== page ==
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Opening-Mode Fracturing and Cementation Timing in the Barnett Shale, Delaware Basin, West Texas


Natural fractures in shale hydrocarbon reservoirs can impact production by interacting with hydraulic fractures, and potentially contributing to permeability. They are common although their distribution is heterogeneous and they form due to different mechanisms operating before, during and after hydrocarbon generation. Fracture-filling cements provide information that can help constrain the timing and mechanisms.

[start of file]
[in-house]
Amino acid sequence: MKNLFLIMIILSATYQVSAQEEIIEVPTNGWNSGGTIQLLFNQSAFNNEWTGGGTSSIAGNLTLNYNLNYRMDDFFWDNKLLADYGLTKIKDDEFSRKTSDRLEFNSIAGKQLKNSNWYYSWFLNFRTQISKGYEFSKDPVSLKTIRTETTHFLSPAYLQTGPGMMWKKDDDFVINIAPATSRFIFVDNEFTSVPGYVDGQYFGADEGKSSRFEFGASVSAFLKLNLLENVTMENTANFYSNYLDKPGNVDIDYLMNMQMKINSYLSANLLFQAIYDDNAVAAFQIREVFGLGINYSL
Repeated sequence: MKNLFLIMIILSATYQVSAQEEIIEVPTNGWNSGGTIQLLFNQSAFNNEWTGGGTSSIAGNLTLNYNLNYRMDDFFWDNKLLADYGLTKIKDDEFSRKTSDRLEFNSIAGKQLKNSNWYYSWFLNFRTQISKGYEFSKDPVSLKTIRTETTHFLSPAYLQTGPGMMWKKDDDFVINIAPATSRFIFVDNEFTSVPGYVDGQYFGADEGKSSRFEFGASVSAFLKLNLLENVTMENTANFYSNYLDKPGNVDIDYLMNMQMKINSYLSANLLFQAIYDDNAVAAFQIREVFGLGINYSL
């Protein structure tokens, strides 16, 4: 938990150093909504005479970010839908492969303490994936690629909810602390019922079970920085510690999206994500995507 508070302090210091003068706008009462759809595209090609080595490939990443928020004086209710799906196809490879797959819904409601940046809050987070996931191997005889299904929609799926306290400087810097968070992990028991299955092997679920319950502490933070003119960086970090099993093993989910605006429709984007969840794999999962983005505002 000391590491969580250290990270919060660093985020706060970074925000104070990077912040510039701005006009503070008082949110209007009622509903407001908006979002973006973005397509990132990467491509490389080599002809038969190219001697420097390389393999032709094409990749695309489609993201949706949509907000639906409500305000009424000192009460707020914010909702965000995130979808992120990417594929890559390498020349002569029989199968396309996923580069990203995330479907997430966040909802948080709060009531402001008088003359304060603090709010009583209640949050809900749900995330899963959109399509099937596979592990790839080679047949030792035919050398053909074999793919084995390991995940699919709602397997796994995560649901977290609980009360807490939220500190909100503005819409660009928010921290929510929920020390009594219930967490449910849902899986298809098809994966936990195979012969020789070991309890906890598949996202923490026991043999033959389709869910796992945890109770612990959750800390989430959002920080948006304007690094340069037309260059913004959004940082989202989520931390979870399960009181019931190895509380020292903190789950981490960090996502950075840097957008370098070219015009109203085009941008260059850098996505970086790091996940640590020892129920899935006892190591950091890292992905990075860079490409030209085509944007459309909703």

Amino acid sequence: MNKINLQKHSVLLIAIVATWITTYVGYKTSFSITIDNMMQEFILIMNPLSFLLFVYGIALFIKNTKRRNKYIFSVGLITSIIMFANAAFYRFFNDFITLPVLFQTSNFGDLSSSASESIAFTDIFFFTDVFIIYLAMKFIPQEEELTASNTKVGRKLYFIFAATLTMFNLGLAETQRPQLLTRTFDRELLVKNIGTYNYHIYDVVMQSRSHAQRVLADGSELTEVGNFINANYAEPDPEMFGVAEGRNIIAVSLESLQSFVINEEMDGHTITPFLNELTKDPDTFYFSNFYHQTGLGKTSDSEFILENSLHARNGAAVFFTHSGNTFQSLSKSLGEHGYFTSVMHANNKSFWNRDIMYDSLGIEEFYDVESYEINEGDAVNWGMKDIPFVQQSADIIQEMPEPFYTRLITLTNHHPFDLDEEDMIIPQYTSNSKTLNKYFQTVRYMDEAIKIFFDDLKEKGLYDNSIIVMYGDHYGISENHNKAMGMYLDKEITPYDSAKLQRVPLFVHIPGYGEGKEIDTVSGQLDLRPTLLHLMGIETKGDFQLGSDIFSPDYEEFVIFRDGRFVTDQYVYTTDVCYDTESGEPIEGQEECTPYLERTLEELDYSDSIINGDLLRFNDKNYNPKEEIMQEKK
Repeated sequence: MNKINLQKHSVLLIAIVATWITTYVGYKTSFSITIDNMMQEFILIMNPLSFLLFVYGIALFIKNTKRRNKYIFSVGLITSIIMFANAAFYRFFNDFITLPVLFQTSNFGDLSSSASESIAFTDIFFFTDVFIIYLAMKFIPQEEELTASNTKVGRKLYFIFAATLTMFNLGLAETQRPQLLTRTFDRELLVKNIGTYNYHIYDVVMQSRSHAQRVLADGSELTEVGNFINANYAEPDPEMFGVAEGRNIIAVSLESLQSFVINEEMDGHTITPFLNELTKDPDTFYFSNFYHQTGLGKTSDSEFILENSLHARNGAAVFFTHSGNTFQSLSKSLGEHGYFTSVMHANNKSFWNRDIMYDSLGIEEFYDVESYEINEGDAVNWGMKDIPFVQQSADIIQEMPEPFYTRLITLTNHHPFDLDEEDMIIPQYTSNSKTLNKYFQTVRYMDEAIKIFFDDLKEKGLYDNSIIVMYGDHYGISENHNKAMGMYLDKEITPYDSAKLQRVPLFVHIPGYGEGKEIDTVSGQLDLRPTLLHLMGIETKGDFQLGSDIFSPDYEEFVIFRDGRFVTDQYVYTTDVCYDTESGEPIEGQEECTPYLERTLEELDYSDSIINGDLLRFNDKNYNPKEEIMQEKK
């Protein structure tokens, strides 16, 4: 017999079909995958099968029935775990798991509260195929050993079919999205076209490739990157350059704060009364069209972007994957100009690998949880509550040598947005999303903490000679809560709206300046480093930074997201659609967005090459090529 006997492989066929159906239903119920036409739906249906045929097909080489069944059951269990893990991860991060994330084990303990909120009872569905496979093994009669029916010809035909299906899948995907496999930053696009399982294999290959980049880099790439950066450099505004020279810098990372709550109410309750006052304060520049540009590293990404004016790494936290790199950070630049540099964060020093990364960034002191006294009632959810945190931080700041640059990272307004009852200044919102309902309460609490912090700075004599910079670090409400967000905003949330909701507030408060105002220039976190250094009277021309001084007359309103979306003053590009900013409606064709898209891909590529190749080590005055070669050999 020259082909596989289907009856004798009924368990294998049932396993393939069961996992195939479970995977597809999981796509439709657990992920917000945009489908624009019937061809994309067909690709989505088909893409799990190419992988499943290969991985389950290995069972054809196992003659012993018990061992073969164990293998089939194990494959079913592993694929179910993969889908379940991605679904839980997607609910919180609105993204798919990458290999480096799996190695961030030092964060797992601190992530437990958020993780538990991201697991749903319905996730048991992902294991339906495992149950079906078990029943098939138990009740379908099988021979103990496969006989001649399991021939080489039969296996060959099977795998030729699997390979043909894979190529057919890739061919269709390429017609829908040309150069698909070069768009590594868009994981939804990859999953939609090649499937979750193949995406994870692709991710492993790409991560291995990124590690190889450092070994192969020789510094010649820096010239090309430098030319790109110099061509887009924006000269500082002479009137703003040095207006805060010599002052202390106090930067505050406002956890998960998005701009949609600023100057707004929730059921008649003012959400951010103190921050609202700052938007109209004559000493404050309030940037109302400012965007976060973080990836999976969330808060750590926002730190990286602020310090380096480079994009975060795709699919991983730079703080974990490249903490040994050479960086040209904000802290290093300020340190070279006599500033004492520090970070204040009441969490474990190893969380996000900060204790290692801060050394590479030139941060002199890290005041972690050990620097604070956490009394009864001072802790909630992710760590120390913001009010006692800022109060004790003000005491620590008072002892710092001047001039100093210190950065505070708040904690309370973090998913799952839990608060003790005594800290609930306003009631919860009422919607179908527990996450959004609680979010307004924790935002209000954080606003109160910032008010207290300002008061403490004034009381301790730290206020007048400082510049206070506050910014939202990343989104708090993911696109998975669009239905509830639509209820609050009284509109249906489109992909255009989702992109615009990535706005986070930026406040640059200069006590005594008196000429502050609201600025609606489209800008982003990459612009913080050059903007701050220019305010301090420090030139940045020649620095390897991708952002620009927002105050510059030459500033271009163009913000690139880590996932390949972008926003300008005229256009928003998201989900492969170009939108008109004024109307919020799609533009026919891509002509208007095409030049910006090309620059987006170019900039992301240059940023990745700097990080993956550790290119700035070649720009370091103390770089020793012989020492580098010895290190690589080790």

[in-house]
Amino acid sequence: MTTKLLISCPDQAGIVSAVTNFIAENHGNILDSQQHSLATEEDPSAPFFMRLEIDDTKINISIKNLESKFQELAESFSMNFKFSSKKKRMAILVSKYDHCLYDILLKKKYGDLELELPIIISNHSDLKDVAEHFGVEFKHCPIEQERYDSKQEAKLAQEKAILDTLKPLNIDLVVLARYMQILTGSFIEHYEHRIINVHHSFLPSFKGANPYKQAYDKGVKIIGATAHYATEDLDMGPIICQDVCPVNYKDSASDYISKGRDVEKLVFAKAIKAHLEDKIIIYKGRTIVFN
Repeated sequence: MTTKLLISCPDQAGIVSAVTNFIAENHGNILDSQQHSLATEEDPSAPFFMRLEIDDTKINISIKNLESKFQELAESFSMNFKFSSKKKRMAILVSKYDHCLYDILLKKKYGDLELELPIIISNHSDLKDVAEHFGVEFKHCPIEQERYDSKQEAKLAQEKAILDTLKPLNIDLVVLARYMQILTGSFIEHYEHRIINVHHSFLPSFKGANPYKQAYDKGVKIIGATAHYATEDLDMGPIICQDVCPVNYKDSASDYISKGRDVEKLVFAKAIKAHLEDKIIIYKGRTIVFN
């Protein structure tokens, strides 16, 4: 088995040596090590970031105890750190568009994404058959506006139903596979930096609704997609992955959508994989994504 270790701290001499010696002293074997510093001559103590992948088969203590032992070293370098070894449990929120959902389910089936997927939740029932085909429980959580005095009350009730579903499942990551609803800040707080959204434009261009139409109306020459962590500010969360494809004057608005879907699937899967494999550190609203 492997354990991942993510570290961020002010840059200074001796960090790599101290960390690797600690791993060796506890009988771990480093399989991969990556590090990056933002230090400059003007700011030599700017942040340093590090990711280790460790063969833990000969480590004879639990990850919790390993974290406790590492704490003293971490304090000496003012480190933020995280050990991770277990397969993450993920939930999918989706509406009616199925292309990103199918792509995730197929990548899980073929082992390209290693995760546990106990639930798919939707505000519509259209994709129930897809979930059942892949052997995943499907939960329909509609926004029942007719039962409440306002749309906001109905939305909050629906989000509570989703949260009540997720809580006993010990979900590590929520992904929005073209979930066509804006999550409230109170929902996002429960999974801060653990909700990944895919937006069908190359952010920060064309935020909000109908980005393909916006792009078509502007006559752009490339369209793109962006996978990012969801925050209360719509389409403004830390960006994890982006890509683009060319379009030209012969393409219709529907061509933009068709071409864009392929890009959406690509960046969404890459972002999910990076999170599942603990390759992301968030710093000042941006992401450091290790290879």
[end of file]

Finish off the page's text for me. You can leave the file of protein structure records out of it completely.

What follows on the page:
Analysis of fracture-filling cements in three fracture sets from a Barnett Shale core, Pecos County, Delaware Basin, West Texas is combined with a 1D burial history model, and fluid inclusion microthermometry and Raman spectroscopy, to determine fracture timing and mechanism of fracture formation. An early fracture set, folded during shale compaction, is mostly sealed with dolomite, but retains small pores lined with barite. A second set includes bed-parallel, low angle, and irregular subvertical fractures that are sealed with fibrous barite. The barite contains coexisting primary, liquid-rich hydrocarbon (oil) and aqueous fluid inclusions trapped at ~110°C, and ~55 MPa, respectively. We interpret Set 2 fractures and fill formed during rapid burial when compaction disequilibrium, combined with cracking of type II kerogen to oil, caused an overpressure, thus providing a mechanism for fracturing. A third set of fractures, which are partly open, contains quartz cement bridges with crack-seal structure indicative of cementation during episodic fracture opening. Quartz cementation continued after opening had ceased, overgrowing the crack-seal structure. Methane saturated aqueous inclusions in the quartz bridges formed at P-T conditions of ~110°C and 35-45 MPa in the crack-seal quartz, and ~128°C and ~35 MPa in quartz overgrowths. Correlation with a burial history model suggests this set opened concurrently with, or soon after, the fractures with fibrous barite. Secondary vapor-rich hydrocarbon inclusions are absent in some Set 3 fractures but are present in others; they are also present in the barite that lines pores in Set 1. Subsequently barite and Fe-dolomite cements were deposited in inactive Set 3 fractures. We conclude that all three fracture events likely formed during burial; first in incompletely compacted mudrock, second by disequilibrium compaction accompanied by oil generation and third through episodic growth close to maximum burial although elements of the third set may have developed during uplift.